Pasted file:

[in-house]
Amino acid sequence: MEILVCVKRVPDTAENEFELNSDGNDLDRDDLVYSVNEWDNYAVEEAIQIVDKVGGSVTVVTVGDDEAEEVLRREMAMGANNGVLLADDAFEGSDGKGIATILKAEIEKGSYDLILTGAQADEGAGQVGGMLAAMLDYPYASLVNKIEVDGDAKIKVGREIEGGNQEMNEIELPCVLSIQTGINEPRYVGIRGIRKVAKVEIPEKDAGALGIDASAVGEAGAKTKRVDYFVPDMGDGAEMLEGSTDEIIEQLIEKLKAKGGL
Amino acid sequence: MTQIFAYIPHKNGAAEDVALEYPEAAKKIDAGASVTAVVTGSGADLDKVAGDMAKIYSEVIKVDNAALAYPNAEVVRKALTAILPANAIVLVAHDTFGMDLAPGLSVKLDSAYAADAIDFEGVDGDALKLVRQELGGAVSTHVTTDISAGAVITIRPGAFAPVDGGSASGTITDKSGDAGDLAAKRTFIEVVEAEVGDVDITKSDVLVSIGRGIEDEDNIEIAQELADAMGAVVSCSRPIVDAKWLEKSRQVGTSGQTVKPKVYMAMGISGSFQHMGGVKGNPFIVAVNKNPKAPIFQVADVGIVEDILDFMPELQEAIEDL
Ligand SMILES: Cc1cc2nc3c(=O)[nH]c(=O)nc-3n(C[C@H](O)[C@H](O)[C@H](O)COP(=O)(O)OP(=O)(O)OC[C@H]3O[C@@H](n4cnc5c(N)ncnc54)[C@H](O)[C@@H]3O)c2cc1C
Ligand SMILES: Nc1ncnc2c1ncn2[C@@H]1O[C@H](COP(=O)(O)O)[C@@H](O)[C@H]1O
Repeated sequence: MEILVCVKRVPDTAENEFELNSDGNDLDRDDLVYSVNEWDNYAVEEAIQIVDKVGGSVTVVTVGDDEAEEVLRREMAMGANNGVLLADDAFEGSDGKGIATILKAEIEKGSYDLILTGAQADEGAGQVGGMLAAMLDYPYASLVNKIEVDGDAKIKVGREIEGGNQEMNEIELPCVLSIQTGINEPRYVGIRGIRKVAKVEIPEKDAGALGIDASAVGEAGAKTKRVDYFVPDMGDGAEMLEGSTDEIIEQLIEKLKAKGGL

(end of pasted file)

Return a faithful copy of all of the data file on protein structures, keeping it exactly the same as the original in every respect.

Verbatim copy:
[in-house]
Amino acid sequence: MEILVCVKRVPDTAENEFELNSDGNDLDRDDLVYSVNEWDNYAVEEAIQIVDKVGGSVTVVTVGDDEAEEVLRREMAMGANNGVLLADDAFEGSDGKGIATILKAEIEKGSYDLILTGAQADEGAGQVGGMLAAMLDYPYASLVNKIEVDGDAKIKVGREIEGGNQEMNEIELPCVLSIQTGINEPRYVGIRGIRKVAKVEIPEKDAGALGIDASAVGEAGAKTKRVDYFVPDMGDGAEMLEGSTDEIIEQLIEKLKAKGGL
Amino acid sequence: MTQIFAYIPHKNGAAEDVALEYPEAAKKIDAGASVTAVVTGSGADLDKVAGDMAKIYSEVIKVDNAALAYPNAEVVRKALTAILPANAIVLVAHDTFGMDLAPGLSVKLDSAYAADAIDFEGVDGDALKLVRQELGGAVSTHVTTDISAGAVITIRPGAFAPVDGGSASGTITDKSGDAGDLAAKRTFIEVVEAEVGDVDITKSDVLVSIGRGIEDEDNIEIAQELADAMGAVVSCSRPIVDAKWLEKSRQVGTSGQTVKPKVYMAMGISGSFQHMGGVKGNPFIVAVNKNPKAPIFQVADVGIVEDILDFMPELQEAIEDL
Ligand SMILES: Cc1cc2nc3c(=O)[nH]c(=O)nc-3n(C[C@H](O)[C@H](O)[C@H](O)COP(=O)(O)OP(=O)(O)OC[C@H]3O[C@@H](n4cnc5c(N)ncnc54)[C@H](O)[C@@H]3O)c2cc1C
Ligand SMILES: Nc1ncnc2c1ncn2[C@@H]1O[C@H](COP(=O)(O)O)[C@@H](O)[C@H]1O
Repeated sequence: MEILVCVKRVPDTAENEFELNSDGNDLDRDDLVYSVNEWDNYAVEEAIQIVDKVGGSVTVVTVGDDEAEEVLRREMAMGANNGVLLADDAFEGSDGKGIATILKAEIEKGSYDLILTGAQADEGAGQVGGMLAAMLDYPYASLVNKIEVDGDAKIKVGREIEGGNQEMNEIELPCVLSIQTGINEPRYVGIRGIRKVAKVEIPEKDAGALGIDASAVGEAGAKTKRVDYFVPDMGDGAEMLEGSTDEIIEQLIEKLKAKGGL